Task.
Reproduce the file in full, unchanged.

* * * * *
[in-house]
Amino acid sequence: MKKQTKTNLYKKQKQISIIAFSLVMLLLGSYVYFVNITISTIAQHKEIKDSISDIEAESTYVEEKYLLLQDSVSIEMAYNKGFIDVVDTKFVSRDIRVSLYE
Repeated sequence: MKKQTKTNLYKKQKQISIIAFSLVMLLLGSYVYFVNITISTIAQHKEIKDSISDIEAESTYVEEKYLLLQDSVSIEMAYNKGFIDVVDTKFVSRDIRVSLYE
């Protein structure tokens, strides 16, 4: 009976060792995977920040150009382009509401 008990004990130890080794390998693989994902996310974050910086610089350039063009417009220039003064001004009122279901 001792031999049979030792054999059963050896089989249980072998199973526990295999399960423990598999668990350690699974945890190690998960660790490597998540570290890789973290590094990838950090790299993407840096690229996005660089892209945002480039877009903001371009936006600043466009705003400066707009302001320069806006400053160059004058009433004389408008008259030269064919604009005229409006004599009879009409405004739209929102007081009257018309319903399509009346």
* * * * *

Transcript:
[in-house]
Amino acid sequence: MKKQTKTNLYKKQKQISIIAFSLVMLLLGSYVYFVNITISTIAQHKEIKDSISDIEAESTYVEEKYLLLQDSVSIEMAYNKGFIDVVDTKFVSRDIRVSLYE
Repeated sequence: MKKQTKTNLYKKQKQISIIAFSLVMLLLGSYVYFVNITISTIAQHKEIKDSISDIEAESTYVEEKYLLLQDSVSIEMAYNKGFIDVVDTKFVSRDIRVSLYE
């Protein structure tokens, strides 16, 4: 009976060792995977920040150009382009509401 008990004990130890080794390998693989994902996310974050910086610089350039063009417009220039003064001004009122279901 001792031999049979030792054999059963050896089989249980072998199973526990295999399960423990598999668990350690699974945890190690998960660790490597998540570290890789973290590094990838950090790299993407840096690229996005660089892209945002480039877009903001371009936006600043466009705003400066707009302001320069806006400053160059004058009433004389408008008259030269064919604009005229409006004599009879009409405004739209929102007081009257018309319903399509009346």